So what now?
Now we sit and hope that the last seven games (yes, seven, because nobody gives a hoot about the the third-place playoff) live up to what we've seen before. And we pray for a clean finish.
France vs. Germany, Belo Horizonte (Friday, noon ET, ESPN2/WatchESPN)
Those stereotypes about German efficiency and solidity ought to have been buried a long, long time ago. Algeria scared the bejesus out of them -- thanks also to Joachim Low's outrageously high line -- and France on the counter are devastating. Les Bleus' midfield also matches up very well against the German possession game. If you believe in patterns and superstitions (1998 and 2006 vs. 1994, 2002 and 2010) the French may be due.
Brazil vs. Colombia (Friday, 4pm ET, ESPN/WatchESPN)
James versus Neymar: could this be the next great rivalry, once Messi and Cristiano hang up their boots? Let's not get carried away here, but it's an intriguing parallel. Neither seems fazed. Colombia's absurd speed will keep Brazil tied up; the main question is whether Luiz Felipe Scolari finds the right mix to support Neymar and take on a back four that doesn't quite appear to be watertight.
Argentina vs. Belgium (Saturday, noon ET, ABC/WatchESPN)
Marc Wilmots was bullish to the point of being bombastic after the USA game (Worry about Messi? Let them worry about us!). You can't blame him for being enthusiastic -- getting stronger as the tournament progresses is huge. Argentina meanwhile (Messi aside) aren't always pretty, and none other than Diego Maradona (not that he'd have an axe to grind or anything) has been very critical.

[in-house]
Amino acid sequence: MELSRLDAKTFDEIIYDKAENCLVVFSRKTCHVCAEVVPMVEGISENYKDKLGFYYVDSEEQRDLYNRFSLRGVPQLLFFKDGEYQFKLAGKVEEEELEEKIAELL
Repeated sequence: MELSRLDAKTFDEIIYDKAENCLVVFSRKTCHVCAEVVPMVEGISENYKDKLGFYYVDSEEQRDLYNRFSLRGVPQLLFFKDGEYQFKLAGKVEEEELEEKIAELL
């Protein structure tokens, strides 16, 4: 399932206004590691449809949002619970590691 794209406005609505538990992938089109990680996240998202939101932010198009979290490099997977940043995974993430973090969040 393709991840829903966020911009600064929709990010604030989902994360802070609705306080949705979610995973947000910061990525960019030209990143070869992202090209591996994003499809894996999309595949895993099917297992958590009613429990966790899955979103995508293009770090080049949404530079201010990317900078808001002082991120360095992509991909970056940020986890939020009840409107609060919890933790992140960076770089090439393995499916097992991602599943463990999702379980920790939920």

Simply put: you can't rely on a Messi master class every game. The others have to show up, particularly in the attacking third.
Netherlands vs. Costa Rica (Saturday, 4pm ET, ESPN/WatchESPN)
The last thing Louis van Gaal wants to do is play this game "on paper." "On paper," the Dutch should have stomped all over Australia; instead, Tim Cahill and his mates gave them the scare of a lifetime. Van Gaal will need to rejigger his team without Nigel de Jong (something he's done every game anyway) and get the real van Persie back.
Costa Rica have shown they're no pushovers, though that high line against Robben and possibly Memphis Depay will look mighty tasty to the Dutch. Especially since Oscar Duarte is suspended.
Gabriele Marcotti is a columnist for ESPN FC, The Times and Corriere dello Sport. Follow him on Twitter @Marcotti.